Some children suffer from completely tangled hair, which, as their parents will attest, can't be combed at all.
In German, the phenomenon bears the apt name "uncombable hair syndrome" or even "Struwwelpeter syndrome."
Now, researchers have identified mutations in three genes responsible - a finding that could pave the way for an actual clinical diagnosis of uncombable hair.
Two - named PADI3 and TGM3 - contain the assembly instructions for enzymes, while the third, TCHH, carries an important protein for the hair shaft.
In healthy hair, the TCHH proteins are joined to each other with extremely fine strands of keratin, which are responsible for the shape and structure of the hair.
During this process, the two other identified genes play an important role - PADI3 changes the hair shaft protein TCHH in such a way that the keratin filaments can adhere to it, and the TGM3 enzyme then produces the actual link.
The international team of scientists behind the new study, just published in the American Journal of Human Genetics, say a huge amount could be learned about the newfound mechanisms involved in forming healthy hair, and why disorders sometimes occur.
A city's DNA can be found on its ATMs
Here's something to think about next time you go to get cash out: your local ATM is a virtual repository of your community's DNA.
A new study has found automated teller machine keypads in New York City hold microbes from human skin, household surfaces and traces of food.
"Our results suggest that ATM keypads integrate microbes from different sources, including the human microbiome, foods, and potentially novel environmental organisms adapted to air or surfaces," explained study leader Professor Jane Carlton, of New York University.
"DNA obtained from ATM keypads may therefore provide a record of both human behaviour and environmental sources of microbes."
In the study, scientists took swabs of keypads from 66 ATM machines in eight neighbourhoods across Manhattan, Queens, and Brooklyn - and later used sequencing methods to reveal an array of human skin microbes.
Specifically, the most common identified sources of microbes on the keypads were household surfaces such as televisions, toilets, kitchens and pillows.
Researchers also found microbes from bony fish, molluscs, and chicken in different New York City neighbourhoods, suggesting that residual DNA from a meal may remain on a person's hands and be transferred to the ATM keypad upon use while also pointing to a link between geography and specific microbes.
Pokemon Go for conservation?
Since its launch in July, Pokemon Go has become a global phenomenon, reaching 500 million downloads within two months of release.
The augmented reality game, designed for mobile devices, allows users to capture, battle and train virtual creatures called Pokemon that appear on screen as if part of the real-world environment.
But can the game's enormous success deliver any lessons to the fields of natural history and conservation?
A new study explores whether its success in getting people out of their homes and interacting with virtual animals could be replicated to redress what is often perceived as a decline in interest in the natural world among the general public.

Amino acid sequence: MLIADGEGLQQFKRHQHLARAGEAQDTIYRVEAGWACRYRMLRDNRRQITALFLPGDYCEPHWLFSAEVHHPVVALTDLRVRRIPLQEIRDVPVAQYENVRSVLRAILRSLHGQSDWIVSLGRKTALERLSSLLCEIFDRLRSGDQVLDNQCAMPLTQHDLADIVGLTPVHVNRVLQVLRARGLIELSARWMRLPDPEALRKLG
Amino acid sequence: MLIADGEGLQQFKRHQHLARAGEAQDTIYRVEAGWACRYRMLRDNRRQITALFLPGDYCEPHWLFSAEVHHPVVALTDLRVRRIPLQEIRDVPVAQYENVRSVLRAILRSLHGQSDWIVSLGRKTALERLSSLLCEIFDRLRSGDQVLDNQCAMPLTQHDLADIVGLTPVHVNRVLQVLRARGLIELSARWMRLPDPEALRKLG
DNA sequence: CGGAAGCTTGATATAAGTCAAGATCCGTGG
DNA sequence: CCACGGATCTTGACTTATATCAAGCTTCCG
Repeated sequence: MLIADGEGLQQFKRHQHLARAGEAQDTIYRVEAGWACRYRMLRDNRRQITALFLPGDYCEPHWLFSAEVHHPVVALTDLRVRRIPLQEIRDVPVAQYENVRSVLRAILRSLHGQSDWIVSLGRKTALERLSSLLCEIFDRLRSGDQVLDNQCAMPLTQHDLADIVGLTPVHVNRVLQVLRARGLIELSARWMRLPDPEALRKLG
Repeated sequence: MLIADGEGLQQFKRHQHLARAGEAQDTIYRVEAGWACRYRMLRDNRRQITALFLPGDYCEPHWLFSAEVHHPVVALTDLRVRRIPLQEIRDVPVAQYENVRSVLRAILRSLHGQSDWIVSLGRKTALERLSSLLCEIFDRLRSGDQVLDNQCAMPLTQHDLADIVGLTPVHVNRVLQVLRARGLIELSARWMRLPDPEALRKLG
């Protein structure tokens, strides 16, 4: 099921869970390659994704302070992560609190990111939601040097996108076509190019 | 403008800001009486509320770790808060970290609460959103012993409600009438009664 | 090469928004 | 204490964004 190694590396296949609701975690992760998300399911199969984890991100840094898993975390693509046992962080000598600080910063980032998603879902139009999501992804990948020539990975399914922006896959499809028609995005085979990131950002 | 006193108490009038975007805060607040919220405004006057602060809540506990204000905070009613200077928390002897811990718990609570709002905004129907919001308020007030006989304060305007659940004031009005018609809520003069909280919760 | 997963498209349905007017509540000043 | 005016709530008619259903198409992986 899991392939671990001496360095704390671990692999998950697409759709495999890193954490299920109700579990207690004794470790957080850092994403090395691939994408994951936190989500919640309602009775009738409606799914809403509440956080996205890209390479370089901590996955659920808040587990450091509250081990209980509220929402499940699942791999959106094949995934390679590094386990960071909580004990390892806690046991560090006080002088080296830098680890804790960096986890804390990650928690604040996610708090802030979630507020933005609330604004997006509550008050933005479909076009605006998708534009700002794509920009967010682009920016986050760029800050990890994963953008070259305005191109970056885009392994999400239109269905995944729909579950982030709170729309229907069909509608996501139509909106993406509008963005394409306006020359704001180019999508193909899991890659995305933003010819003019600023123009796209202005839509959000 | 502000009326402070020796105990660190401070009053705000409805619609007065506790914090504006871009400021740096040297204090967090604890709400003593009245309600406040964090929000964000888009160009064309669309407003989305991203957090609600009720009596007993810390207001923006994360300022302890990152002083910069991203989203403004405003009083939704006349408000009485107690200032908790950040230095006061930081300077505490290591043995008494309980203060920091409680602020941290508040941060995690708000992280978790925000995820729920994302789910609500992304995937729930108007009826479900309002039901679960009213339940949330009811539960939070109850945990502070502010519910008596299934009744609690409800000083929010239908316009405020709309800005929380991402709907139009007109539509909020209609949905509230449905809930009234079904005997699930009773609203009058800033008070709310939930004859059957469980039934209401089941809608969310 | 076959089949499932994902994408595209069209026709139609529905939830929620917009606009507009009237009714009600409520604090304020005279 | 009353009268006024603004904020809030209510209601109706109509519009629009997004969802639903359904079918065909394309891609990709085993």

Its international authors say there's clear potential to modify the game itself to "increase conservation content and impact" above and beyond simply bringing gamers into "closer physical proximity" to wildlife as a byproduct.
It could be adapted to enhance conservation benefits by making Pokemon biology and ecology more realistic, adding real species to the Pokemon Go universe to introduce those species to a huge number of users and creating opportunities to raise awareness about them.
Further, they wrote, deliberately placing Pokemon in more remote natural settings rather than urban areas could draw people to experience nature.
Why are we ticklish?
Of all physical sensations, ticklishness is perhaps the most mysterious.
Why do we laugh in response to tickling?
Why are certain body parts more ticklish?
Why can we not tickle ourselves?
Scientists have investigated tickling in rats, building on earlier work that had shown that young rats respond with 50kHz ultrasonic "laughter-calls" to tickling by humans.
In the novel study, rats also reacted enthusiastically to the tickling - particularly when ticked on the belly and underneath their feet - and emitted numerous calls.
The researchers then went on to investigate the response of the rat's brain - specifically the somatosensory cortex, a large brain structure that contains an ordered representation of the body and handles stimuli on the body.
In the trunk region of the somatosensory cortex, the researchers observed nerve cells that responded strongly to tickling.
Interestingly, they found very similar brain responses during play behaviours as during tickling, even though the rats were not touched by the scientist.
Making rats anxious - which reduces ticklishness - also reduced the activity in these cells and suppressed the calls.
Remarkably, rats emitted calls just to electric stimulation of the cells in the trunk region of the somatosensory cortex without being tickled.
Taken together, these results suggest that activity in the trunk somatosensory cortex represented ticklish sensation.